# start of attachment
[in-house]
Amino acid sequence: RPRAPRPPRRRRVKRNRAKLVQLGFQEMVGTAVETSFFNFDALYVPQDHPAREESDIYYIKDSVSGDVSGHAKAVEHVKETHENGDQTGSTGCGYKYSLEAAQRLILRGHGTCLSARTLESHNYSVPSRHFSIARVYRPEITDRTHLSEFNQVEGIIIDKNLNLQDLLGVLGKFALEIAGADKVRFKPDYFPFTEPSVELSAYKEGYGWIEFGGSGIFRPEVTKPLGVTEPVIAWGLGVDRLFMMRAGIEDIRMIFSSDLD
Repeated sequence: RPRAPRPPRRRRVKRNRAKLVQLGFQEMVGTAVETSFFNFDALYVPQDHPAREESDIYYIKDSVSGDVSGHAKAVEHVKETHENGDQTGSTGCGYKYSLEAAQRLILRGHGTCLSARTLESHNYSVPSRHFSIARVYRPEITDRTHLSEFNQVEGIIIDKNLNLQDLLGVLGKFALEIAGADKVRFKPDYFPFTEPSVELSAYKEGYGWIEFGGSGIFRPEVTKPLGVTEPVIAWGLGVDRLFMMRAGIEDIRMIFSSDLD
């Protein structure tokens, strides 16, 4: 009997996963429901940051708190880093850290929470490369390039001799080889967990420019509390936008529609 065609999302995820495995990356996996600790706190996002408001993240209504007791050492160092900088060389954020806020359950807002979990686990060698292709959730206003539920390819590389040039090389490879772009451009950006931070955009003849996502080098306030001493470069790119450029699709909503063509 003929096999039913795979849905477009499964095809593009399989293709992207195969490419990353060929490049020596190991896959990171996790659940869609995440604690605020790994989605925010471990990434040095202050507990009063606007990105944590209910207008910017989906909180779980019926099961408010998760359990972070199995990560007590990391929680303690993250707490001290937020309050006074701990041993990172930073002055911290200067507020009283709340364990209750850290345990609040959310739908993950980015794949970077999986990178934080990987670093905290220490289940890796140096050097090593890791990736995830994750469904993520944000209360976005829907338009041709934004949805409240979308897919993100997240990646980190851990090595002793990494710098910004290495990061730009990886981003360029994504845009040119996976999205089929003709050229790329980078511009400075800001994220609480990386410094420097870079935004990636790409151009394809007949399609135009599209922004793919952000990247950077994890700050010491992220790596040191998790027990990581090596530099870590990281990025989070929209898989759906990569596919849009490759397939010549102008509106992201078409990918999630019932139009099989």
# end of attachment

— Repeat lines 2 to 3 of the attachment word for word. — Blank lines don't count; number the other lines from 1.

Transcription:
Amino acid sequence: RPRAPRPPRRRRVKRNRAKLVQLGFQEMVGTAVETSFFNFDALYVPQDHPAREESDIYYIKDSVSGDVSGHAKAVEHVKETHENGDQTGSTGCGYKYSLEAAQRLILRGHGTCLSARTLESHNYSVPSRHFSIARVYRPEITDRTHLSEFNQVEGIIIDKNLNLQDLLGVLGKFALEIAGADKVRFKPDYFPFTEPSVELSAYKEGYGWIEFGGSGIFRPEVTKPLGVTEPVIAWGLGVDRLFMMRAGIEDIRMIFSSDLD
Repeated sequence: RPRAPRPPRRRRVKRNRAKLVQLGFQEMVGTAVETSFFNFDALYVPQDHPAREESDIYYIKDSVSGDVSGHAKAVEHVKETHENGDQTGSTGCGYKYSLEAAQRLILRGHGTCLSARTLESHNYSVPSRHFSIARVYRPEITDRTHLSEFNQVEGIIIDKNLNLQDLLGVLGKFALEIAGADKVRFKPDYFPFTEPSVELSAYKEGYGWIEFGGSGIFRPEVTKPLGVTEPVIAWGLGVDRLFMMRAGIEDIRMIFSSDLD